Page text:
SMB News Weekly Rundown

Welcome to the Small Business Weekly Rundown. Each week, we bring you stories and trends that impact small business owners and their workforce.

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Small Business News Highlights:

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Congress passes and President Trump signs $900 billion stimulus bill

“You don’t get everything you want, even if you’re the president of the United States.”

Nearly a week after calling the bill a “disgrace” President Donald Trump signed into law the $900 billion stimulus package sent to him by Congress, narrowly averting a partial government shutdown. The COVID-19 relief bill, attached to a larger omnibus spending bill, provides $600 direct payments for individuals, extends weekly federal unemployment benefits of $300, directs $82 billion for education, and an additional $285 billion for small business loans through the Paycheck Protection Program (PPP).

coronavirus stimulus payment

The amount of direct payments still under consideration

“The House and the president are in agreement: We must deliver $2,000 checks to American families struggling this Holiday Season. The House just passed the #CASHAct — it’s time for the Senate to do the same.”

The President did not sign the bill without comment, however, and sent the redlined legislation back to the Hill for lawmakers to consider raising the amount of direct payments to $2000.

The House passed a bill with bipartisan support to increase the amount of the payments, putting the ball in the Senate’s court. Senate Majority Leader Mitch McConnell has not announced whether he will move the bill forward to the Senate floor for a vote, so Senator Bernie Sanders has indicated that he plans to filibuster a separate bill in an attempt to force a vote.

Meanwhile, the Treasury Department has announced that they are working to get payments out by the end of the week.

delivery worker covid 19

Delay in unemployment benefits will impact millions of Americans

“If you are an unemployed worker, of course you can breathe some sigh of relief.” But with Trump’s delay, “he has introduced substantial uncertainty for people who are struggling to make ends meet on a day-to-day basis.”

President Trump’s delay in signing the bill allowed federal unemployment programs created by the CARES Act to lapse, causing a further delay in assistance for as many as 12 million American workers.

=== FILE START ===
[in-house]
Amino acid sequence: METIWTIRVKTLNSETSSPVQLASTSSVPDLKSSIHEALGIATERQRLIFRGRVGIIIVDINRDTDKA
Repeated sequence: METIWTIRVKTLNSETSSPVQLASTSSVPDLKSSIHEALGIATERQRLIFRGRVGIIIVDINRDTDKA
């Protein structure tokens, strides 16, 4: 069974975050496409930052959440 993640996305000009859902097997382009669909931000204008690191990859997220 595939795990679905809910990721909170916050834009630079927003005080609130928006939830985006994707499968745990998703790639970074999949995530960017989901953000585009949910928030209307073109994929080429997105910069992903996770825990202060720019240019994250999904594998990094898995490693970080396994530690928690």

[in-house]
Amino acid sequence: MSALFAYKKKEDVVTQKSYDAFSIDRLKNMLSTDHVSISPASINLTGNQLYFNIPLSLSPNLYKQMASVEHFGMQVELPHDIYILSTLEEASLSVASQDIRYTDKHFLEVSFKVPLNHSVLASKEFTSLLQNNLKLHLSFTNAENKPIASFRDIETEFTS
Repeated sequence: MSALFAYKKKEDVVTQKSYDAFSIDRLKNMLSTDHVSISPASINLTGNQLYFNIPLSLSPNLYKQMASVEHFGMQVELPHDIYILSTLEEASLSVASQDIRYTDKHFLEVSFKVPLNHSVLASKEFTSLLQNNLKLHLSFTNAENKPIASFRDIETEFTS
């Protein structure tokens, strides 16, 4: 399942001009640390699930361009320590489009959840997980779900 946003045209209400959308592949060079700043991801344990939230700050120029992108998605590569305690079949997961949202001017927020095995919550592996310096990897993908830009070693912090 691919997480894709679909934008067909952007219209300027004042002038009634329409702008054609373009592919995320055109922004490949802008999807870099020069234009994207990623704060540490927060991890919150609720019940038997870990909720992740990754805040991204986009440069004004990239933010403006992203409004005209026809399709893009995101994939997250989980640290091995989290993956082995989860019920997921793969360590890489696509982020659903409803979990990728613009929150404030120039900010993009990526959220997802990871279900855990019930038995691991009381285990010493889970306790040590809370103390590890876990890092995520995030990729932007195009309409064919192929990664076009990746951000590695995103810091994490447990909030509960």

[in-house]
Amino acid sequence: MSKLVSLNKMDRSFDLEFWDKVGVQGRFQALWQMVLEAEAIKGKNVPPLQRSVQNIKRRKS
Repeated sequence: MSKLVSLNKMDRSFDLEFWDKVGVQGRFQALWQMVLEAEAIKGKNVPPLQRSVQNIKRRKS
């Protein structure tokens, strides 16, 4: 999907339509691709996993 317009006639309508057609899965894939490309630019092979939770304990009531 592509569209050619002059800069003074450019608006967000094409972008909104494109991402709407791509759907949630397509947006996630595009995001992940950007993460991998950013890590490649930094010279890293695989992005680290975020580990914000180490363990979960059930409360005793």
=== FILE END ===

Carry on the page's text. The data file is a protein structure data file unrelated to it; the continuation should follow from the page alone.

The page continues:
The new legislation provides an additional 11 weeks of $300 federally-subsidized payments and also extends the Pandemic Unemployment Assistance Program to non-employees, such as gig workers.

Study finds that construction industry has highest rate of COVID-19 infections

“The distinction is that the virus is not spreading occupationally — in other words, workers are not getting the virus from their jobsites — but instead is being transmitted via local communities and then workers are showing up, asymptomatic, and testing positive.”

A new study reviewing the results of more than 730,000 COVID-19 tests found that the construction industry has the highest number of asymptomatic cases.

The study found that construction workers had a positivity rate of 5.7% for asymptomatic individuals, and a 10.1% rate for symptomatic workers.

The study also suggests that construction workers are more likely to go to work when sick due to a lack of paid-time off benefits. It also made the distinction that the virus is not spreading on construction sites, but rather workers are catching the virus in the community and bringing it to work.

The Latest from Workest

As 2020 draws to a close and many people start considering the ways they’d like to change and grow in 2021, consider this List of Lifestyle Benefits for Competitive Small Businesses from Valerie Bolden-Barret for ideas on how to help your employees feel more engaged and satisfied with their jobs and lives.

And for small business owners looking for ways to improve their leadership, management, or overall office culture, Dan Marzullo discusses how anonymous feedback can be an effective way to give staff a voice about workplace issues.

Finally, before we say goodbye for the week, here are 3 things you should know:

  1. Looking for a change? Baltimore recently ranked high on the list of metropolitan areas with high levels of small business optimism.
  2. Though there were no bystander casualties from the Christmas Day bombing, a total of 41 businesses in Nashville were damaged or destroyed.
  3. Check out these cool interactive graphs representing how the COVID-19 pandemic has impacted employment across the nation.
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